The paragraph above is entirely my own interpretation of some scenes in the film, and not Sontag's rantings. But for the interested I recommend the more professional Sontag analysis, even though everything I say is of course the unquestionable truth.

In short: My homeboy made it again, and even more so than before, with Persona. It deserves plenty of re-watches and philosophical discussion. I can't believe I haven't seen this film of his until... today.



Below:
1. Ingmar Bergman during the shooting of Persona.
2. Bergman with cinematographer Sven Nykvist.


8 comments:

Deaf Indian Muslim Anarchist! said...

i love that film.

i disagree that the film has "lesbian" contexts. rather I saw it as a story of ONE woman struggling with 2 sides of her identity, her gender, and society's expectations of her image.

pantalla_adicta said...

I lovelovelove it. I had to watch it for my film history class, and my professors never talked about lesbianism, neither did I related the film to it. I do agree with you those scenes are the result of an unconscious mind: the film's atmosphere is dreamy, so I interpreted both women lived in a strange world of their own, some kind of parallel universe. Since my professor's indicated the interruption of the film was to remind us we were watching a film; I understood Bergman intended to say everything in the story was fake, some kind of collective hallucination.
I ust read Sontag's opinion. Thanks for sharing!

Lolita said...

Deaf Indian Muslim Anarchist:
That is certainly a more valuable and probable interpretation! Just writing "lesbianism" all over the film is to make it too easy for oneself, along with making one look pretty stupid.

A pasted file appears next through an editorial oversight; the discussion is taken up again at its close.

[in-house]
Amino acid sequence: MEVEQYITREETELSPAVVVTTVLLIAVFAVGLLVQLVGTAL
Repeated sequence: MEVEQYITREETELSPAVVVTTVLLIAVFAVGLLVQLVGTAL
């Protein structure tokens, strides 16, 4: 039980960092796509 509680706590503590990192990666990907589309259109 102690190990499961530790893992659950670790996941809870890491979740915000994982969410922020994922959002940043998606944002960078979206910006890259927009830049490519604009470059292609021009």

pantalla_adicta:
Thanks for the long comment! It made me happy to read. I also think it's fun that a director from my own country has had such a great influence on film students around the world.
I like your phrasing "parallel universe", and also the interpretation of Persona being some kind of collective hallucination. The more I think about the film, the more I feel I want to re-watch it!

TomS said...

Hello!
I just happened upon your blog today and was awestruck by your appreciation for Ingmar Bergman, especially "Persona".
I often just watch the opening montage for the poetry, and its sinister beauty and ambiguity. I often see it as a depiction of the birth of a filmmaker (Bergman himself) complete with conception, pain, religiouus struggle, and obsession with faces.
I loved your review, and the link to Susan Sontag.
I have been a "Bergmanite" ever since I was too young to see "Cries and Whispers" in a theater and Roger Ebert had a series on Bergman's films on the local Chicago PBS station.
I hope to visit you again and hope you'll drop by my journal of various topics, including film.

Kate Gabrielle said...

Fantastic review, I'd much rather read yours than a "professional" one any day :D I really want to see this.. I'll have to see if Netflix has it :)

Lolita said...

Tom S:
I'm glad to hear you love Bergman! I think most people in Sweden are proud of his work. I will sure have a look at your journal! Welcome back!

Kate G:
Aah, you're too sweet! I'm glad I awoke your interest - you should definitely see it! I think you will appreciate it, it's pure cinematic art. Netflix should have this - if they lack Bergman it would be embarrassing!

Darsh said...

She's safe. Netflix has lots of Bergman.